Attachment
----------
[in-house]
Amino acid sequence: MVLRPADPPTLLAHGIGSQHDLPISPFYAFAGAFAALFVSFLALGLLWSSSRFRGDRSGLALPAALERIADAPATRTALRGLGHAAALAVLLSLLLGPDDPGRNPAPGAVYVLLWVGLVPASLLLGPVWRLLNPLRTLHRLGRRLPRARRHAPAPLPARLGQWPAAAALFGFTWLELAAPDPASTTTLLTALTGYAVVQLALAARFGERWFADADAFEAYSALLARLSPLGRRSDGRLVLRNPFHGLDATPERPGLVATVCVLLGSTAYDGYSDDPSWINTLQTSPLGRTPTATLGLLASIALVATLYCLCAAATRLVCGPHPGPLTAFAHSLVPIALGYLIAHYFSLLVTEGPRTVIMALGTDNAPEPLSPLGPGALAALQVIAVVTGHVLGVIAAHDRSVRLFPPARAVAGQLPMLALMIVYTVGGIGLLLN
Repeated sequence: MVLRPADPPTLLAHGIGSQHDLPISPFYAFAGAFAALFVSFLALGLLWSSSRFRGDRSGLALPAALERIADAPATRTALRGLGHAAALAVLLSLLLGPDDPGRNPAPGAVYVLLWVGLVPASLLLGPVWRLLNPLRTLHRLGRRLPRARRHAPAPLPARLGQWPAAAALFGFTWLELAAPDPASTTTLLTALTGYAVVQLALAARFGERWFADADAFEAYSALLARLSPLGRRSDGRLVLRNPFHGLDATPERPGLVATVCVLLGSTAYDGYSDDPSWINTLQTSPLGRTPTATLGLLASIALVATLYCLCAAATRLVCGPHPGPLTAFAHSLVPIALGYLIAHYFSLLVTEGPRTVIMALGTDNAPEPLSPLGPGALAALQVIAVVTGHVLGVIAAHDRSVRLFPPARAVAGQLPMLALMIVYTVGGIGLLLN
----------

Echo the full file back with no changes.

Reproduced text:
[in-house]
Amino acid sequence: MVLRPADPPTLLAHGIGSQHDLPISPFYAFAGAFAALFVSFLALGLLWSSSRFRGDRSGLALPAALERIADAPATRTALRGLGHAAALAVLLSLLLGPDDPGRNPAPGAVYVLLWVGLVPASLLLGPVWRLLNPLRTLHRLGRRLPRARRHAPAPLPARLGQWPAAAALFGFTWLELAAPDPASTTTLLTALTGYAVVQLALAARFGERWFADADAFEAYSALLARLSPLGRRSDGRLVLRNPFHGLDATPERPGLVATVCVLLGSTAYDGYSDDPSWINTLQTSPLGRTPTATLGLLASIALVATLYCLCAAATRLVCGPHPGPLTAFAHSLVPIALGYLIAHYFSLLVTEGPRTVIMALGTDNAPEPLSPLGPGALAALQVIAVVTGHVLGVIAAHDRSVRLFPPARAVAGQLPMLALMIVYTVGGIGLLLN
Repeated sequence: MVLRPADPPTLLAHGIGSQHDLPISPFYAFAGAFAALFVSFLALGLLWSSSRFRGDRSGLALPAALERIADAPATRTALRGLGHAAALAVLLSLLLGPDDPGRNPAPGAVYVLLWVGLVPASLLLGPVWRLLNPLRTLHRLGRRLPRARRHAPAPLPARLGQWPAAAALFGFTWLELAAPDPASTTTLLTALTGYAVVQLALAARFGERWFADADAFEAYSALLARLSPLGRRSDGRLVLRNPFHGLDATPERPGLVATVCVLLGSTAYDGYSDDPSWINTLQTSPLGRTPTATLGLLASIALVATLYCLCAAATRLVCGPHPGPLTAFAHSLVPIALGYLIAHYFSLLVTEGPRTVIMALGTDNAPEPLSPLGPGALAALQVIAVVTGHVLGVIAAHDRSVRLFPPARAVAGQLPMLALMIVYTVGGIGLLLN